Kasper Rørsted landed his dream job a year ago as of CEO Adidas Group.
To get there however, Rørsted had to learn from his career’s worst setback: Getting fired from Hewlett-Packard back in 2004.
“I was 42 years old and I was responsible for 40,000 employees. I had a [very successful] career up until that point. It was a giant failure,” Rørsted said in an interview with Swedish magazine Di Weekend.
What got him fired was his “bad attitude,” the Danish executive says.
Rørsted had joined HP when the tech giant had acquired Compaq – his previous employer – but ultimately struggled to adapt to a very different company culture.
“All my numbers were great, and therefore I thought I could act however I wanted to. But I couldn’t.”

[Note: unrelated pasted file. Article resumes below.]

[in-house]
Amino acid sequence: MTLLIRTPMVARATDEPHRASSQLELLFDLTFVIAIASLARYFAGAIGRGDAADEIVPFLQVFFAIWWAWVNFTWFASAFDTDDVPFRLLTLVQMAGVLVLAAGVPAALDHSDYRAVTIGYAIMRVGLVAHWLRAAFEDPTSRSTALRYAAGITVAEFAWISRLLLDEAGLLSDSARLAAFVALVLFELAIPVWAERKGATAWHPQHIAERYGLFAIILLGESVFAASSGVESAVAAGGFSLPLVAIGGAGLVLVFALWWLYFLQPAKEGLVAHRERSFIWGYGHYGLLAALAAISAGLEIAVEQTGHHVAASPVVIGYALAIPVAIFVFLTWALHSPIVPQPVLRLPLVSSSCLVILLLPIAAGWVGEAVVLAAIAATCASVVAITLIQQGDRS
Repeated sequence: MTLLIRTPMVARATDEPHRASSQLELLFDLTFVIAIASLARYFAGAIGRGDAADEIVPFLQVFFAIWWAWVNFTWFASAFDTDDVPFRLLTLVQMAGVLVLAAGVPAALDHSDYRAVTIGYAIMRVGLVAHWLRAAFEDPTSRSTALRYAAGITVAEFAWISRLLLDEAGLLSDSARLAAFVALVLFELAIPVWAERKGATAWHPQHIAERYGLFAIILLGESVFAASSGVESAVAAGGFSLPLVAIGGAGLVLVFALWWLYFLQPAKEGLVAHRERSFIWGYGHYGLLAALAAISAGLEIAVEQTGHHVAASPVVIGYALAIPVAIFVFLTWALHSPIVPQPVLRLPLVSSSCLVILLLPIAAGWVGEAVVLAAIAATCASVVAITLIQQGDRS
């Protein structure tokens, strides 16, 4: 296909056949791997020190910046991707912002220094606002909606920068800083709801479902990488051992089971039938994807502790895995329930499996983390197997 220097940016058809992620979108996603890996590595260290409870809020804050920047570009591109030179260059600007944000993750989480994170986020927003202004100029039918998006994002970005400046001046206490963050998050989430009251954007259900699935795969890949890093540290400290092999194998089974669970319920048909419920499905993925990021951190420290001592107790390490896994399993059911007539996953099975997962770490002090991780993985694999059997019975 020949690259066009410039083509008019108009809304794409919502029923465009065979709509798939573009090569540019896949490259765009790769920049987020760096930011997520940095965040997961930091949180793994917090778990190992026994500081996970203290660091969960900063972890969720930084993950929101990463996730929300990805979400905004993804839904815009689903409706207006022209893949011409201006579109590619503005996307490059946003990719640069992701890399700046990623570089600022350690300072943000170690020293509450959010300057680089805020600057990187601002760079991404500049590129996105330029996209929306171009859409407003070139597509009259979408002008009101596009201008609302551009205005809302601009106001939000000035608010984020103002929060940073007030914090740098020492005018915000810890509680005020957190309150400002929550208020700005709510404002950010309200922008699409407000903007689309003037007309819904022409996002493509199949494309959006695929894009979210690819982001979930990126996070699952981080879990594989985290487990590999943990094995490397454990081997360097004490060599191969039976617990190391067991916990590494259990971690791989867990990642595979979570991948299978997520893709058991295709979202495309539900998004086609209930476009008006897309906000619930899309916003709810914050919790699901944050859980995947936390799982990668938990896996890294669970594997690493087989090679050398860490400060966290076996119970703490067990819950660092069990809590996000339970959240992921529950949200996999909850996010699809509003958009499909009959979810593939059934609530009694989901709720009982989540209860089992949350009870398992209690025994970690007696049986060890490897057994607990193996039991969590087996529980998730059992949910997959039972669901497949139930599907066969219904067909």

From that failure, he eventually gained his career’s most important lesson: To have a more humble approach with regards to organizational change.
“It undoubtedly made me a better leader,” the 55-year old told Di Weekend.
In his next job, as CEO of consumer good giant Henkel, Rørsted says this lesson helped him ride out the 2008 financial crisis and ensuing layoffs.
“You can always change a company, but you need to do it from the inside and in a constructive way. When I later enacted enormous changes at Henkel, I did it in a less confrontative way.”
Kasper Rørsted also opened up about his priorities with Adidas: to quadruple e-commerce revenues by 2020, challenge Nike in the United States, and get more women to join the company’s male-dominated management team.
To make those changes happen, Rørsted will surely draw from his most painful lesson.
This article originally appeared in Business Insider.